Photo: Flickr, Mikel Martinez de Osaba
Troublemakers are the ones who get things done. I just wish I could stomach the idea without feeling immense anxiety. As a child the fear of getting into trouble was a constant source of stress for me. My imagination would run wild with notions of outlandish consequences for even minor offenses, probably fueled more by my reading Roald Dahl books than anything I ever experienced in real life. As an adult I’ve still got a mostly rule-abiding, law-following personality, but when I feel that burst of adrenaline course through my veins at the sight of a police car, I can say to myself, “What’s the worst that could happen?” And I immediately feel relief.
That’s because I’m white.
This weekend my mom invited my husband, daughter, and me over to swim at the hotel where she and my nephew were staying for July 4th. Before we left my husband asked, “Do you think it’s going to be a problem that we’re clearly just showing up to swim?” “Not at all,” I said without a second thought. “If anyone asks, we’ll just tell them we’re guests of my mom.” But after I’d had a minute to think about it I said, “Plus, we’re white.”
We walked into the lobby wearing our bathing suits and carrying nothing more than a beach bag. Anyone could have figured out that we probably weren’t staying there. Did anyone question us? No. All we got were some adoring looks and comments on our cute baby as we made our way to the pool. I had the slightest twinge of anxiety over not exactly following the rules, but I was able to put it aside, knowing that even if we were asked, all we needed to do was to mention that we were guests of the hotel and all would be well. Because we’re white.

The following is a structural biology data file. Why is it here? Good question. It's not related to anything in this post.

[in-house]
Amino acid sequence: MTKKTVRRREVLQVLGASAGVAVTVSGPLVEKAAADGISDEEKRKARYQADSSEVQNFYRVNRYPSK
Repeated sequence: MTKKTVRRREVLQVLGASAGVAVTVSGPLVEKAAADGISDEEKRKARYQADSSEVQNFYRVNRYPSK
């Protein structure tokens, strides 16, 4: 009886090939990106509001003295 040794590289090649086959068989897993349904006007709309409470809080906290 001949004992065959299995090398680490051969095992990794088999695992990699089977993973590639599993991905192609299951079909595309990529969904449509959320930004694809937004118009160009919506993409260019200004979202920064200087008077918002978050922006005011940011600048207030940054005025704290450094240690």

Compare that to my friend Rahiel Tesfamariam, founder of Urban Cusp, who experienced racial profiling at a hotel where she was staying for, of all things, a conference about social justice.
My whiteness is what allows me to move about spaces without thinking my existence is going to get me into trouble. Add a husband and a cute baby into the mix, and together we can go practically anywhere without a second glance. In fact, we are invited into spaces where we don’t even have a right to be. I can get dressed nicely (or not) and occupy pretty much any space I want without being asked to move or questioned. I take it for granted daily. Just like white men don’t have to think about how dark it is when they want to go out for a walk outside, or think about how what they’re wearing might incite the sexual harrassment of a stranger they encounter, or if they up speak or say “just” too much that they won’t be taken seriously.
As a white woman my feminism is the lens that gives me clarity and creates my blind spot. For so long I asked myself and others, “Why can’t men see their access and privilege?” when I wasn’t even looking for my own.
Jesus said, “Why do you look at the speck of sawdust in your brother’s eye and pay no attention to the plank in your own eye?” (Matthew 7:3). White privilege, I see you. I’m trying to see you.